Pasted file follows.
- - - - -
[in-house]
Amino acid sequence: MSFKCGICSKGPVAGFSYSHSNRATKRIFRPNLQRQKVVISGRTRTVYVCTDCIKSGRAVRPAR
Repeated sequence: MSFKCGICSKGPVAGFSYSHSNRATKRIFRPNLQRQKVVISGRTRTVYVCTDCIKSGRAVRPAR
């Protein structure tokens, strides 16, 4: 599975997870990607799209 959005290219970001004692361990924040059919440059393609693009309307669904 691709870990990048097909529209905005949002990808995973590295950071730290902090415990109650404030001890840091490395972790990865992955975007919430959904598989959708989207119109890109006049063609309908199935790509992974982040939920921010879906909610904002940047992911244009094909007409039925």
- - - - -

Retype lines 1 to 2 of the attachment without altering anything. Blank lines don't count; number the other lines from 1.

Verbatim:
[in-house]
Amino acid sequence: MSFKCGICSKGPVAGFSYSHSNRATKRIFRPNLQRQKVVISGRTRTVYVCTDCIKSGRAVRPAR